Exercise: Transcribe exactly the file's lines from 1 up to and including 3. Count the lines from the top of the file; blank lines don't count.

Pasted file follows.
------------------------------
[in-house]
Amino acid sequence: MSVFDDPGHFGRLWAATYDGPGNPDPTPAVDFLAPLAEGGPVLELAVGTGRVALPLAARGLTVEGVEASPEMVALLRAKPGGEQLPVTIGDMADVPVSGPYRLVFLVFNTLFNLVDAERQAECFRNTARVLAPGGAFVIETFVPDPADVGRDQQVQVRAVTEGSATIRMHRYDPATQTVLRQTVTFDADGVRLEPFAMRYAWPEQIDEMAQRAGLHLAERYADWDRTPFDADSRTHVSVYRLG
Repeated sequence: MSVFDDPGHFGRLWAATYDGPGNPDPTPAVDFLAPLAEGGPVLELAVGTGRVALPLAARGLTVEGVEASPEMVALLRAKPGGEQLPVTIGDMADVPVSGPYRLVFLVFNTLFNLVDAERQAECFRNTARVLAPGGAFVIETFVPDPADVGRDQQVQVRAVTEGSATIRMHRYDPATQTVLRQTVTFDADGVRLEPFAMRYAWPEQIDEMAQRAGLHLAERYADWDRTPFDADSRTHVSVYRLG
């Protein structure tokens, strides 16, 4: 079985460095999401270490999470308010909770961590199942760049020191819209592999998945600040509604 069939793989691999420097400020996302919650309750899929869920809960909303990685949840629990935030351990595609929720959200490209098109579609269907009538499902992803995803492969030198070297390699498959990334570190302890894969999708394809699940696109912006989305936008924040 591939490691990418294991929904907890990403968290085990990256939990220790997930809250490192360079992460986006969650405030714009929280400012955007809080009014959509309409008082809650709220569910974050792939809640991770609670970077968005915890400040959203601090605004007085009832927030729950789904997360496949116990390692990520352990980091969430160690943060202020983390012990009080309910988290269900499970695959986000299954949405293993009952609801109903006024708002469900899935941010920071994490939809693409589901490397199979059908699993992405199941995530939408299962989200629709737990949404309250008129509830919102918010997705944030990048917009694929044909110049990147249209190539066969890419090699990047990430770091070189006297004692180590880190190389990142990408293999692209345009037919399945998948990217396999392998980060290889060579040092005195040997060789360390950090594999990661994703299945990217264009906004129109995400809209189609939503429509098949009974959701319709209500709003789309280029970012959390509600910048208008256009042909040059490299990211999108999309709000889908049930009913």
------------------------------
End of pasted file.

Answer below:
[in-house]
Amino acid sequence: MSVFDDPGHFGRLWAATYDGPGNPDPTPAVDFLAPLAEGGPVLELAVGTGRVALPLAARGLTVEGVEASPEMVALLRAKPGGEQLPVTIGDMADVPVSGPYRLVFLVFNTLFNLVDAERQAECFRNTARVLAPGGAFVIETFVPDPADVGRDQQVQVRAVTEGSATIRMHRYDPATQTVLRQTVTFDADGVRLEPFAMRYAWPEQIDEMAQRAGLHLAERYADWDRTPFDADSRTHVSVYRLG
Repeated sequence: MSVFDDPGHFGRLWAATYDGPGNPDPTPAVDFLAPLAEGGPVLELAVGTGRVALPLAARGLTVEGVEASPEMVALLRAKPGGEQLPVTIGDMADVPVSGPYRLVFLVFNTLFNLVDAERQAECFRNTARVLAPGGAFVIETFVPDPADVGRDQQVQVRAVTEGSATIRMHRYDPATQTVLRQTVTFDADGVRLEPFAMRYAWPEQIDEMAQRAGLHLAERYADWDRTPFDADSRTHVSVYRLG